Google’s Chromebook: What Are The Public Saying?

Google Chromebooks – the new netbook-style portable computers by Google that are designed to use the internet, and only the internet, to do everything and do it fast – have been in the news a lot this week, and naturally lots of people are expressing their opinions on how good it is, to the chance it has to disrupt the regular computer market, to whether it’s a competitor to the iPad. And as you'd expect, no-one can agree with anyone else, with reviews being mixed all around. This, despite the fact the computers have only just become available for pre-order and few even have one yet.
Well, I say, enough with the tech insiders and expert's opinions! There's only one group who can truly decide how good or how successful a product is going to be – and that's the people who Google want to buy it. So over the last few days, I've been collecting consumer opinions from various websites. Here's my selection of some of the best. Feel free to add your own in the comments, and form your own decisions about the product.

It took me some minutes to teach my grandmother how to do everything she ever did with her PC in the Chromebook. She is the typical consumer who browses news, regular info, the weather, schedules, food, products. Simple. People like her will purchase the Chromebook. This was Google's philosophy when launching the search services, this is the philosophy with chrome. Google understands that consumers will buy the technology that provides the cheapest solution possible that does what they want it to do, no matter how off topic it seems to techies, if it makes sense to the consumer, gameover. -Redbob57, christianpost.com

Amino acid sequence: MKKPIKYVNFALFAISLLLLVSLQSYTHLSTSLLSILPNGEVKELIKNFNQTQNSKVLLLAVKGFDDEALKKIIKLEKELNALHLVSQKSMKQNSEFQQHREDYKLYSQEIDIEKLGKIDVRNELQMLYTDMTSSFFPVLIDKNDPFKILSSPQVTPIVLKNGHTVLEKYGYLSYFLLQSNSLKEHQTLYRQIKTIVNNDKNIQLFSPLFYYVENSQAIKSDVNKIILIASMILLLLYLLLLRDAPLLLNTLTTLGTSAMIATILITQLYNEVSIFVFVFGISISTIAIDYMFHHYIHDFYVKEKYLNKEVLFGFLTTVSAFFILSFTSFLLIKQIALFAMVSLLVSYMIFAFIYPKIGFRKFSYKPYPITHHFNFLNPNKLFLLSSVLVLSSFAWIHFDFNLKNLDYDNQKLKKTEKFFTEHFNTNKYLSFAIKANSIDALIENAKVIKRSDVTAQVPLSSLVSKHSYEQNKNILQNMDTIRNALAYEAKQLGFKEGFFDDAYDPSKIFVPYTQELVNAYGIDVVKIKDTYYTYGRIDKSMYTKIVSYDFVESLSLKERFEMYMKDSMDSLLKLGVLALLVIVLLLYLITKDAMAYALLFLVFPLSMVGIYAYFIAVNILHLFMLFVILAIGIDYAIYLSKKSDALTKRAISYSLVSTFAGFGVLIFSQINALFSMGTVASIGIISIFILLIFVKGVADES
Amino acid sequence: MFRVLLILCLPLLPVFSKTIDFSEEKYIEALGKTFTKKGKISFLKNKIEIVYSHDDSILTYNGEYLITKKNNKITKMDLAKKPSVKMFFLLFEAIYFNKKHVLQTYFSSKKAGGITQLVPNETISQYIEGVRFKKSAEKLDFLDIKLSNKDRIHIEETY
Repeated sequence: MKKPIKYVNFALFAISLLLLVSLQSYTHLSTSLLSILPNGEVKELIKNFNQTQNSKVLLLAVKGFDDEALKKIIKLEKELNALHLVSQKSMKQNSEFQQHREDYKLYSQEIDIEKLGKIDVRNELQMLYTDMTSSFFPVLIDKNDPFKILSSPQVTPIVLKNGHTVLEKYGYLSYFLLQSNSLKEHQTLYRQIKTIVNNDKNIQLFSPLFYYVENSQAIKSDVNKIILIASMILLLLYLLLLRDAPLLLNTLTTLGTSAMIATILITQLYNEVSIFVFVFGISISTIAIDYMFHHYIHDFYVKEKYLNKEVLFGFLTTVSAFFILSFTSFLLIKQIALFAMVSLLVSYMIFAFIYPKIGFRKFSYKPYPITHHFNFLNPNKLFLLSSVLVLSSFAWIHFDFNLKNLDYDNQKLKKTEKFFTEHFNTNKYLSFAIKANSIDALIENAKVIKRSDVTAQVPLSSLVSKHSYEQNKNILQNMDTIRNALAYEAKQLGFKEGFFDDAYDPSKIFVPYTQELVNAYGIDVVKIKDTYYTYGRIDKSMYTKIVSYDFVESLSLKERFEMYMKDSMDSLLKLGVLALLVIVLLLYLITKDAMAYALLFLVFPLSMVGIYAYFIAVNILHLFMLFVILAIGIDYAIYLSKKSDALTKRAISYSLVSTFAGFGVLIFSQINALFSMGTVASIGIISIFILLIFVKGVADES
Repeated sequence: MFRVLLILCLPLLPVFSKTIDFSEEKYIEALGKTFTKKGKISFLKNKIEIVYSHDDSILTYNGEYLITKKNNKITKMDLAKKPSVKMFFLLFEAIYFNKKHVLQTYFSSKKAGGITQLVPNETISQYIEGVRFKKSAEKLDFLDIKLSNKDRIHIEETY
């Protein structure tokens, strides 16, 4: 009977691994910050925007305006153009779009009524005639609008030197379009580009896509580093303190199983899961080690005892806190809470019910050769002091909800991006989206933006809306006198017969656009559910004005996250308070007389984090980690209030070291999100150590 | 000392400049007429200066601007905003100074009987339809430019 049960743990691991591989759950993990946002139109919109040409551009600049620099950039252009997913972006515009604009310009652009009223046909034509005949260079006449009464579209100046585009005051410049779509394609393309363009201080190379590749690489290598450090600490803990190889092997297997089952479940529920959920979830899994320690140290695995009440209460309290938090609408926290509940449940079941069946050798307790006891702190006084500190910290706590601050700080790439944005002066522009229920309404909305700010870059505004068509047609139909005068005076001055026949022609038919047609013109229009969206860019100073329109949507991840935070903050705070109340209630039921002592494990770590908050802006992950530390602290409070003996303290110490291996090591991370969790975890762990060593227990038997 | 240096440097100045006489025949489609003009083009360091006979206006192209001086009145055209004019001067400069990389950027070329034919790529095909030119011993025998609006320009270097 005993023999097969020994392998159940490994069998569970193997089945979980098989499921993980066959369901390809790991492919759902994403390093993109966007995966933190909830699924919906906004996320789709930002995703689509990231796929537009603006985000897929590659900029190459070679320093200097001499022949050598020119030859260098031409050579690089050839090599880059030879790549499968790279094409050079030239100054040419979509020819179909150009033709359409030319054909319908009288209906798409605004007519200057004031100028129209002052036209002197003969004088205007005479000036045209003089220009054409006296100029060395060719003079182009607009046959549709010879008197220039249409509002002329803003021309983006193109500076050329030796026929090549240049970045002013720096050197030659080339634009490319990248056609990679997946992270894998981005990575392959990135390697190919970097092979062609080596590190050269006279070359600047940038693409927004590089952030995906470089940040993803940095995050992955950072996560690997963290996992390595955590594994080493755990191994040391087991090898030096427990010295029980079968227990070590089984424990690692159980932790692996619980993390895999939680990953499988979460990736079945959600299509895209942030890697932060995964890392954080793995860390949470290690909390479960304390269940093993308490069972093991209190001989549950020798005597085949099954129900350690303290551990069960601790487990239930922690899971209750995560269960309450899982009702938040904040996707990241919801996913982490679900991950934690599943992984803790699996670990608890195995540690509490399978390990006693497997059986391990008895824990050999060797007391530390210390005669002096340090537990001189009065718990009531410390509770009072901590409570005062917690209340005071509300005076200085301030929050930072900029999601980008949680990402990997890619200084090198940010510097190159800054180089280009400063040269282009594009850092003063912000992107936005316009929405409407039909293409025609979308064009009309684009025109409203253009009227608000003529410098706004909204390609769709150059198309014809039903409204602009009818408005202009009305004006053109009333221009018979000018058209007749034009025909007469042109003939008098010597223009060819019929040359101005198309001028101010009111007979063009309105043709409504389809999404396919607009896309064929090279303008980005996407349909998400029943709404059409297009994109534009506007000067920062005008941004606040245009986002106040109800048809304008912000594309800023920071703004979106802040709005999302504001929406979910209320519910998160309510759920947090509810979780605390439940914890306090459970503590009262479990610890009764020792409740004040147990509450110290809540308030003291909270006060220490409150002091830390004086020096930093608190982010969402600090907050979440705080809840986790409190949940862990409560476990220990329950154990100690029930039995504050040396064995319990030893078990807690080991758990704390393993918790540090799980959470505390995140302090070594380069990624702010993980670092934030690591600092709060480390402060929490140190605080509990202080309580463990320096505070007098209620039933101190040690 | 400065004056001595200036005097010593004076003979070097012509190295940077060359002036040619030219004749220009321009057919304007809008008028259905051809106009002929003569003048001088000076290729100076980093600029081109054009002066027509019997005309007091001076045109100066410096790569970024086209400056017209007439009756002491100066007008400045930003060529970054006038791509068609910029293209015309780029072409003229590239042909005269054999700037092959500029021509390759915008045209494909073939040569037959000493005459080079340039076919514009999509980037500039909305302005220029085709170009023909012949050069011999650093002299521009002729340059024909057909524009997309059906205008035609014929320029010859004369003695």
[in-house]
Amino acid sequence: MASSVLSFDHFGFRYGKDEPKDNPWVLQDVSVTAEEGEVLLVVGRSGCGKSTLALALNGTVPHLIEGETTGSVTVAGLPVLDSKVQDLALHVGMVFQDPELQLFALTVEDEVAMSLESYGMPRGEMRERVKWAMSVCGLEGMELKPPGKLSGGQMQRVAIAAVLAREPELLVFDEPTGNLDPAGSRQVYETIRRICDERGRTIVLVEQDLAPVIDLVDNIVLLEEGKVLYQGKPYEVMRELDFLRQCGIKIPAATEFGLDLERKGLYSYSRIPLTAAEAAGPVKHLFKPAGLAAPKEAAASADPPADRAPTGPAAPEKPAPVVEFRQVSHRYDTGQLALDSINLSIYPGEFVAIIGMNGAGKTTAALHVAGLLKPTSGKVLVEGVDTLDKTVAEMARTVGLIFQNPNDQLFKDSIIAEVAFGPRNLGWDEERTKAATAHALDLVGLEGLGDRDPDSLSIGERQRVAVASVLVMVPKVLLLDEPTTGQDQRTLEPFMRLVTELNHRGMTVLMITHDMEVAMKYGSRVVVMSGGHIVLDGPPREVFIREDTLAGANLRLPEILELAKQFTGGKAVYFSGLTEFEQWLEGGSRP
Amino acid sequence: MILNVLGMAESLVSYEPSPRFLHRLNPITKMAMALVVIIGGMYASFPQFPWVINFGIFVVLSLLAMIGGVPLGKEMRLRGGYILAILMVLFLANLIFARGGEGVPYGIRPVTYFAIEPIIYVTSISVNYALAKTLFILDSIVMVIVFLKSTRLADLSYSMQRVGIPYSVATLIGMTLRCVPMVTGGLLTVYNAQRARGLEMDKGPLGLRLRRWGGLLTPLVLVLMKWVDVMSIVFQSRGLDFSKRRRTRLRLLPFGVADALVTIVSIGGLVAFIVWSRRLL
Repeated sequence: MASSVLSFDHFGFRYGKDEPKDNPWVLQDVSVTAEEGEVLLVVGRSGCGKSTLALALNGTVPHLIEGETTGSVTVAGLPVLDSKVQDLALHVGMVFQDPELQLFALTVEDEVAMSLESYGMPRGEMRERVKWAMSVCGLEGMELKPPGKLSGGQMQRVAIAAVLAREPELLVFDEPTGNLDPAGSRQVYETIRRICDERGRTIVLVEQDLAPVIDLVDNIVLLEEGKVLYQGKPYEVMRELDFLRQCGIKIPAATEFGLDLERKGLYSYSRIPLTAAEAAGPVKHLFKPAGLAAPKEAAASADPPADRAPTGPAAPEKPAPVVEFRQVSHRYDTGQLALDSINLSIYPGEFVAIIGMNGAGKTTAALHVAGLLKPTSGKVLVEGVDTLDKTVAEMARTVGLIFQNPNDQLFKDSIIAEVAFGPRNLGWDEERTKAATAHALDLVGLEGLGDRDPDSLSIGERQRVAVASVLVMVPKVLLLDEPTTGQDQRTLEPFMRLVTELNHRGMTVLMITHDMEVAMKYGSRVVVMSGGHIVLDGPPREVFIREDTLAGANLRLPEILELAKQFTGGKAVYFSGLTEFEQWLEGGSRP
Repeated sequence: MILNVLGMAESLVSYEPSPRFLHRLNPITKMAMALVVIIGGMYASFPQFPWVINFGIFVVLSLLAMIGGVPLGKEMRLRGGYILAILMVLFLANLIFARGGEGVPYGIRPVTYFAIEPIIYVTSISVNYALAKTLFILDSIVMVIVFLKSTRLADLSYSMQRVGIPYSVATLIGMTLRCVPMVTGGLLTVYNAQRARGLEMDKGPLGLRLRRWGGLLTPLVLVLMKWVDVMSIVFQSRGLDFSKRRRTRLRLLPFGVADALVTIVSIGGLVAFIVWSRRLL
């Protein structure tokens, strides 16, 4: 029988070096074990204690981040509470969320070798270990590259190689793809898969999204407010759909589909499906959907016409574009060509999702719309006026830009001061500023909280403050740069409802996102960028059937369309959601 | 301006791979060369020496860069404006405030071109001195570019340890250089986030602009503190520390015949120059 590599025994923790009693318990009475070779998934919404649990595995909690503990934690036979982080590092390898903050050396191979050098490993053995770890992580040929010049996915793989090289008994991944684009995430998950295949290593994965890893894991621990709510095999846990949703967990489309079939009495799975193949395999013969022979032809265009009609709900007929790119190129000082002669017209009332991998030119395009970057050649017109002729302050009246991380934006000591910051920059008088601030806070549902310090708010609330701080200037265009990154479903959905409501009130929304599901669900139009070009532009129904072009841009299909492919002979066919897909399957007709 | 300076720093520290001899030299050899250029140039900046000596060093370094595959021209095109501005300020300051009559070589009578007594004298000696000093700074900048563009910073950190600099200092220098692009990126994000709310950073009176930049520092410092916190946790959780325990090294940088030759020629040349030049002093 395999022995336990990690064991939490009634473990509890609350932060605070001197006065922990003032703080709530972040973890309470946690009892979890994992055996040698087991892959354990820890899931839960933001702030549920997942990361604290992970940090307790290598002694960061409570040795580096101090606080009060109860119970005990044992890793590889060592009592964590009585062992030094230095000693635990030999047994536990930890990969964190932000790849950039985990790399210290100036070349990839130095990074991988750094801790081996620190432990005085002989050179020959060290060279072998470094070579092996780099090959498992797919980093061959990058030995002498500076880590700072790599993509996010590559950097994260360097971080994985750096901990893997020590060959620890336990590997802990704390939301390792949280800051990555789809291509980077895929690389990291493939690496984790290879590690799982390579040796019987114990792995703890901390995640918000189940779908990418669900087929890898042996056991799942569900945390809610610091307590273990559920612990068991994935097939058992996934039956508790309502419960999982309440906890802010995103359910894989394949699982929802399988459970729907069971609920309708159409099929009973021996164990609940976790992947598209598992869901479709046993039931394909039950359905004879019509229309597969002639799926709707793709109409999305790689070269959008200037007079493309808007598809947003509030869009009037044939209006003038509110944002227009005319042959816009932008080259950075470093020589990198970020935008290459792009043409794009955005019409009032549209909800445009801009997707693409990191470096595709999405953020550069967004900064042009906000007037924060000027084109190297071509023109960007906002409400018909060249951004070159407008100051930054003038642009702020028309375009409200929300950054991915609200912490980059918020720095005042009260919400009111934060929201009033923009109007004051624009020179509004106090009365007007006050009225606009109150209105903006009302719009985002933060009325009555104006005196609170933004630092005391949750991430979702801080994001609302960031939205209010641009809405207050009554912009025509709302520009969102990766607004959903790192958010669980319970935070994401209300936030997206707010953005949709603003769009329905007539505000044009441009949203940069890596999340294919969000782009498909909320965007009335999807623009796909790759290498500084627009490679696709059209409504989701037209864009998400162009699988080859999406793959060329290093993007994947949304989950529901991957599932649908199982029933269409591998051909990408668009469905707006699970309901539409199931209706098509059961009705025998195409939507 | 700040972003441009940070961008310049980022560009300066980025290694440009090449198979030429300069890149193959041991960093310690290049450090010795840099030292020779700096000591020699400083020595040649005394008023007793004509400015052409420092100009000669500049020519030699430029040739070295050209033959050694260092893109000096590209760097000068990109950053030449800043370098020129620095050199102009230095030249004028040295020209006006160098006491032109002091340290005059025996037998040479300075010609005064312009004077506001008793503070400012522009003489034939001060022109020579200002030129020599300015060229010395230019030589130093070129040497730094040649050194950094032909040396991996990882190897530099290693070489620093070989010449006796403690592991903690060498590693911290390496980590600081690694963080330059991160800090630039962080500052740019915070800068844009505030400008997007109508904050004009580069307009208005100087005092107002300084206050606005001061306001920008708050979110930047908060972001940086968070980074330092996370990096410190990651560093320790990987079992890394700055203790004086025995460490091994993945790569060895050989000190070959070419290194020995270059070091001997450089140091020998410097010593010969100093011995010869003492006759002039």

Saw a post recently about "Top 5 reasons the Google Chromebook should fear the 2011 MacBook Air". Bit early to say, I think – laurentbon, via Twitter

A light connected device like this could be used for light-duty tasks like e-mail, web and presentations. Being light makes it travel-friendly. However, half the time when I am doing a presentation at a customer site there is no internet connection or there is one that does not work well. There is no connection on the plane to work on that presentation either. Hotels have flaky connections too. Chromebook will only work if it never leaves the office. But this erases an advantage of a lightweight laptop…Could work in an environment like a classroom or a library, but this is a rather small niche. -nothingness, zdnet.com

Video: Introducing the Google Chromebook…Google’s answer to a notebook. The Chromebook is a web-based laptop… http://tumblr.com/xdp338sthw -KeiaRaykell, via Twitter

I can't see businesses going for this. Its going to be fun to live in the cloud but for how long? If they don't have a connection they are dead in the water. It can't run native applications that were custom built for the business. Too many things to stay away from on this Google venture -Scrabbler, zdnet.com

Hm. Ubuntu laptop about $500, and then you OWN it. You can update its OS, add applications, and manage it in your own space. Chromebook costs something first, and then $20-25/month for cloud computing. You can't really "own" it, you can't/don't update anything on it, and Google lets you manage it in THEIR SPACE. I don't know… Show me why I should not be apprehensive… -bryanzth, zdnet.com

I don't think people really understand these. The Chromebooks are meant for businesses and schools … they are significantly cheaper than Windows based PCs (Note: for businesses!). If you are looking at this as a techie consumer, you're not going to like it. That price includes free hardware upgrades and maintenance. No viruses, no local servers, no $1500 MacBooks. -terroh8er, huffingtonpost.com

I like my Cr-48, as far as doing actual work on it, no way. But for just getting online and looking at my social sites, youtube, or just checking email, its perfect. Too many people are not giving it a chance or saying "your cloud stuff might get hacked." Well that is true and very possible, but, you have to be smart nough with what you put on the web. It was meant for individuals to connect to there social, and individuals who want to connect to their businesses through there businesses portals. I think it is a great idea and see this getting bigger and bigger. Businesses can buy a cheaper laptop that runs lower grade hardware and give them to the employees and not lose a lot of money, win win in my book. -vanhicksjr, huffingtonpost.com

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